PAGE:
Note: I'm not claiming that I know of a new x-risk, I just want to know about the right policy in this situation

If someone identifies a new existential or catastrophic risk, it seems prudent to avoid publishing it widely as this may constitute an infohazard.

However, it probably doesn't make sense to keep this information to oneself since other people can begin to work on research and mitigation if they are aware of the risk.

Is there a group of people to disclose new x-risks to that can make relevant experts aware of the risk? In general, how and where should someone disclose a new x-risk?




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Not a comprehensive answer but a few ideas. I don't know of any existing documentation or organisation about how to do this. 

  1. I think talking to people currently heavily involved in funding x-risk mitigation efforts is a good start. People with a proven track record of taking x-risks seriously are more likely to adequately consider the relevant concerns and assist by progressing the discussion and coming up with meaningful mitigation strategies. For example, you could email Nick Bostrom or someone at Open Philanthropy. I've heard Kevin Esvelt is someone with a track record or taking info-hazards seriously too. 
  2. Maybe don't go directly to super critical people in existing efforts. It's possible that you should qualify your ideas first by talking to other experts (who you trust) in whichever domain is likely to know about those risks (although of course you'd want to avoid losing control of the narrative, such as by someone you tell overzealously raising alarm and damaging your credibility). 

There's probably lots of specific reasoning that might be necessary based on the relevant risk (for example if it's tied up with specific economic activity the way AI capabilities development is). 

I endorse the suggestion to talk to talking to someone senior at Open Phil. EA doesn't have a centralized decisionmaker, but Open Phil might be closest as a generally trusted group which is used to handling these issues.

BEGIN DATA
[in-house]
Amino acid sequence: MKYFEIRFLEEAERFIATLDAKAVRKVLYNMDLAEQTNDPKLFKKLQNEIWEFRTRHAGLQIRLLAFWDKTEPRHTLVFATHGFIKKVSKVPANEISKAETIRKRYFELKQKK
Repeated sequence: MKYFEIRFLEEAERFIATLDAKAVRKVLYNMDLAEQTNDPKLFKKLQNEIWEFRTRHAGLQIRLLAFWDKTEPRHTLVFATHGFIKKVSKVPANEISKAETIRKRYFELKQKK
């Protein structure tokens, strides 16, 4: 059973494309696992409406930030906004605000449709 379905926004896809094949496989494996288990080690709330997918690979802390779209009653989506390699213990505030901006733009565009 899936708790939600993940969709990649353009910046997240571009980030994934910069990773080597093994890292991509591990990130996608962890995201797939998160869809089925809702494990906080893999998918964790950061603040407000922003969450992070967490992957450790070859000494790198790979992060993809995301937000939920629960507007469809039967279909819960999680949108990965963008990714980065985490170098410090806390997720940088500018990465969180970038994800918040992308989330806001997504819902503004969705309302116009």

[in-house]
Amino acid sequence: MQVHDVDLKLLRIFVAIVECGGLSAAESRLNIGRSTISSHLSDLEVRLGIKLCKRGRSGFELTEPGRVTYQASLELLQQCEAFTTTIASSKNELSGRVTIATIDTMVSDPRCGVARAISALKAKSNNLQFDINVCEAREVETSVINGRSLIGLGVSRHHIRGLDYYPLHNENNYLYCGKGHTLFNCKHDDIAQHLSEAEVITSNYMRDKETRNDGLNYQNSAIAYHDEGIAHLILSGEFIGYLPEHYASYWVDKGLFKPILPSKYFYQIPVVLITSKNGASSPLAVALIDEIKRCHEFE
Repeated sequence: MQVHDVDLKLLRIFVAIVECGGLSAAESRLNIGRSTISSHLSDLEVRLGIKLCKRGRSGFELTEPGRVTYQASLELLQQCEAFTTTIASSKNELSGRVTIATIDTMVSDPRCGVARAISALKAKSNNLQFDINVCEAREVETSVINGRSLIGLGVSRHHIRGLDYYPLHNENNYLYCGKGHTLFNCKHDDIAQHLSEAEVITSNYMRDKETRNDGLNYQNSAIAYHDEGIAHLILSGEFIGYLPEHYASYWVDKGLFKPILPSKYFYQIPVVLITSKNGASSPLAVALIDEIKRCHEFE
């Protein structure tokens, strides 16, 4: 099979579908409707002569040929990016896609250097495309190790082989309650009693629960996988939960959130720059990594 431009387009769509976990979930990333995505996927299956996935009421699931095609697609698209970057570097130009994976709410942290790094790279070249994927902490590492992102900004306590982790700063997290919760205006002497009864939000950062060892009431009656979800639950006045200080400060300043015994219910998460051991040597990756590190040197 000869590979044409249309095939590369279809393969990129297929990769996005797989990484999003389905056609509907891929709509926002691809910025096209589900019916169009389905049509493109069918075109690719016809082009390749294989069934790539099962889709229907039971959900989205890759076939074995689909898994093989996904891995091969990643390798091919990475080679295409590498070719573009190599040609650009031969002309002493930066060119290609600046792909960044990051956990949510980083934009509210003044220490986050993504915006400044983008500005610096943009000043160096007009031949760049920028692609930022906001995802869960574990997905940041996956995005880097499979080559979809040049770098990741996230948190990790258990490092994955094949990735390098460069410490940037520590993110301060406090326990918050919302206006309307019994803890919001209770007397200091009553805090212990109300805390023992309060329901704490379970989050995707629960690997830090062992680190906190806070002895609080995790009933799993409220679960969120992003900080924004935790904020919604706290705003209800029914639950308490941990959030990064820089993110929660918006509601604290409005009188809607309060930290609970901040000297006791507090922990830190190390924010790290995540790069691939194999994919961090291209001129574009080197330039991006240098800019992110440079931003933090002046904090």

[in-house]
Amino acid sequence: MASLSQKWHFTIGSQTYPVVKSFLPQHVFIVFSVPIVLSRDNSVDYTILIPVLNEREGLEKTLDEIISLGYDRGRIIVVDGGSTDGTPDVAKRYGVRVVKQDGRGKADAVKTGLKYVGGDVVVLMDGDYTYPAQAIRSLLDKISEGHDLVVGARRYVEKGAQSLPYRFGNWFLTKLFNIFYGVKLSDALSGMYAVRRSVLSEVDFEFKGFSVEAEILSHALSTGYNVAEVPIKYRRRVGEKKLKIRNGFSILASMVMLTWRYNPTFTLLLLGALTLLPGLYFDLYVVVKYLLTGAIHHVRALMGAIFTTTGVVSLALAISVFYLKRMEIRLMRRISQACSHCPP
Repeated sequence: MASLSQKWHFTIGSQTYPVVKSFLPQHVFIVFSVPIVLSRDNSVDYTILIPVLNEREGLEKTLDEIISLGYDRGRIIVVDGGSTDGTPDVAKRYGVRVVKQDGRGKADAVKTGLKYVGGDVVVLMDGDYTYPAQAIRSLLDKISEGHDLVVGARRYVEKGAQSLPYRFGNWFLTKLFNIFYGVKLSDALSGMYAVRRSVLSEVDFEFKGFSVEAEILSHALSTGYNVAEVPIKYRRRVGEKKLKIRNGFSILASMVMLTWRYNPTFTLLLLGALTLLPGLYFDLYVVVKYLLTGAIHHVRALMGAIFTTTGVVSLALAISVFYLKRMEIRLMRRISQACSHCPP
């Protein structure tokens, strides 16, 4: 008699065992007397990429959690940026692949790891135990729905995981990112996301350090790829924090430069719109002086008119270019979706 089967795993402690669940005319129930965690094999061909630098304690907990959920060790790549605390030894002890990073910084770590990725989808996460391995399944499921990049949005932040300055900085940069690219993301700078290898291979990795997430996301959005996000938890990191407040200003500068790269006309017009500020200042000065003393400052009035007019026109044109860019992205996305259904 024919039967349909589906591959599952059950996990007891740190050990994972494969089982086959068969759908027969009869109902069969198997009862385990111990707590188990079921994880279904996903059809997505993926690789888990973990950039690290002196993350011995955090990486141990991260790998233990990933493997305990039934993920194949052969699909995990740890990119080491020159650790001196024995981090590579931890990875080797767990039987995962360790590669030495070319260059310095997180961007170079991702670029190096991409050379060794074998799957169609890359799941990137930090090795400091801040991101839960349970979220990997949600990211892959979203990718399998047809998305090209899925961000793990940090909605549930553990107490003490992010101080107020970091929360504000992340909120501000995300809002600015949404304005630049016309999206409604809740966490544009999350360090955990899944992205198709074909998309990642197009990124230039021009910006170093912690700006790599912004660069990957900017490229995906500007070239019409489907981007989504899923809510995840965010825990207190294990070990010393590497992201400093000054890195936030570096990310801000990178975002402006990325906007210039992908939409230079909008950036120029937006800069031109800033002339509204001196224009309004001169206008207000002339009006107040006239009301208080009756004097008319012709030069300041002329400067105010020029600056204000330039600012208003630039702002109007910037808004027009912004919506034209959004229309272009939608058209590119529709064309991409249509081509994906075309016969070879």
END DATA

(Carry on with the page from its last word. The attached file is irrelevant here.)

Ok, and any advice for reaching out to trusted-but-less-prestigious experts? It seems unlikely that reaching out to e.g. Kevin Esvelt will generate a response!

I think someone like Esvelt (and also Greg, who personally answered in the affirmative) will probably respond. Even if they are too busy to do a call, they'll know the appropriate junior-level people to triage things to. 

To build on Linch's response here:
I work on the biosecurity & pandemic preparedness team at Open Philanthropy. Info hazard disclosure questions are often gnarly. I'm very happy to help troubleshoot these sorts of issues, including both general questions and more specific concerns. The best way to contact me, anonymously or non-anonymously, is through this short form. (Alternatively, you could reach my colleague Andrew Snyder-Beattie here.) Importantly, if you're reaching out, please do not include potentially sensitive details of info hazards in form submissions – if necessary, we can arrange more secure means of follow-up communication, anonymous or otherwise (e.g., a phone call). 

The guiding principle I recommend is 'disclose in the manner which maximally advantages good actors over bad actors'. As you note, this usually will mean something between 'public broadcast' and 'keep it to yourself', and perhaps something in and around responsible disclosure in software engineering: try to get the message to those who can help mitigate the vulnerability without it leaking to those who might exploit it.